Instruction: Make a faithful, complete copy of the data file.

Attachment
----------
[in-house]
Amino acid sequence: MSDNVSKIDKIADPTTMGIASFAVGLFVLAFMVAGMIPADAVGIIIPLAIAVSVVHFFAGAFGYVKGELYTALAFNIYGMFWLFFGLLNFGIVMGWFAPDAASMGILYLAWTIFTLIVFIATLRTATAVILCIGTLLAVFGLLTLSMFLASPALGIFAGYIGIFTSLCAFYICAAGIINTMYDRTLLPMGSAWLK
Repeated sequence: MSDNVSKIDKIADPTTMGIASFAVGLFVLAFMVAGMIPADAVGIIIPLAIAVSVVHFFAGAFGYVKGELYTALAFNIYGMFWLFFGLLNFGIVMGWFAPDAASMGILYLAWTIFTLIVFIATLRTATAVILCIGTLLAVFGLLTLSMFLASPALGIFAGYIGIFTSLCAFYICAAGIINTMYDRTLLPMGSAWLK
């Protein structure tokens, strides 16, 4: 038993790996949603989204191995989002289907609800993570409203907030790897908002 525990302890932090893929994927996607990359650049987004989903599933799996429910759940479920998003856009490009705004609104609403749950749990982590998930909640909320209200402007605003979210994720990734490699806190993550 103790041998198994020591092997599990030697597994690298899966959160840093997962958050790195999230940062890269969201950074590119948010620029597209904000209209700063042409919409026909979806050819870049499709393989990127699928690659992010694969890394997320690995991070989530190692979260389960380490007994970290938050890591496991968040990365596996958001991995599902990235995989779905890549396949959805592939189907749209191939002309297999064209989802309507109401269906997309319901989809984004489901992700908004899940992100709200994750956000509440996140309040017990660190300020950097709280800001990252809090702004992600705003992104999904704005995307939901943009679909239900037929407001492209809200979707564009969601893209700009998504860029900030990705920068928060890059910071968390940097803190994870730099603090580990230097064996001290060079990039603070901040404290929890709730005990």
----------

[in-house]
Amino acid sequence: MSDNVSKIDKIADPTTMGIASFAVGLFVLAFMVAGMIPADAVGIIIPLAIAVSVVHFFAGAFGYVKGELYTALAFNIYGMFWLFFGLLNFGIVMGWFAPDAASMGILYLAWTIFTLIVFIATLRTATAVILCIGTLLAVFGLLTLSMFLASPALGIFAGYIGIFTSLCAFYICAAGIINTMYDRTLLPMGSAWLK
Repeated sequence: MSDNVSKIDKIADPTTMGIASFAVGLFVLAFMVAGMIPADAVGIIIPLAIAVSVVHFFAGAFGYVKGELYTALAFNIYGMFWLFFGLLNFGIVMGWFAPDAASMGILYLAWTIFTLIVFIATLRTATAVILCIGTLLAVFGLLTLSMFLASPALGIFAGYIGIFTSLCAFYICAAGIINTMYDRTLLPMGSAWLK
């Protein structure tokens, strides 16, 4: 038993790996949603989204191995989002289907609800993570409203907030790897908002 525990302890932090893929994927996607990359650049987004989903599933799996429910759940479920998003856009490009705004609104609403749950749990982590998930909640909320209200402007605003979210994720990734490699806190993550 103790041998198994020591092997599990030697597994690298899966959160840093997962958050790195999230940062890269969201950074590119948010620029597209904000209209700063042409919409026909979806050819870049499709393989990127699928690659992010694969890394997320690995991070989530190692979260389960380490007994970290938050890591496991968040990365596996958001991995599902990235995989779905890549396949959805592939189907749209191939002309297999064209989802309507109401269906997309319901989809984004489901992700908004899940992100709200994750956000509440996140309040017990660190300020950097709280800001990252809090702004992600705003992104999904704005995307939901943009679909239900037929407001492209809200979707564009969601893209700009998504860029900030990705920068928060890059910071968390940097803190994870730099603090580990230097064996001290060079990039603070901040404290929890709730005990």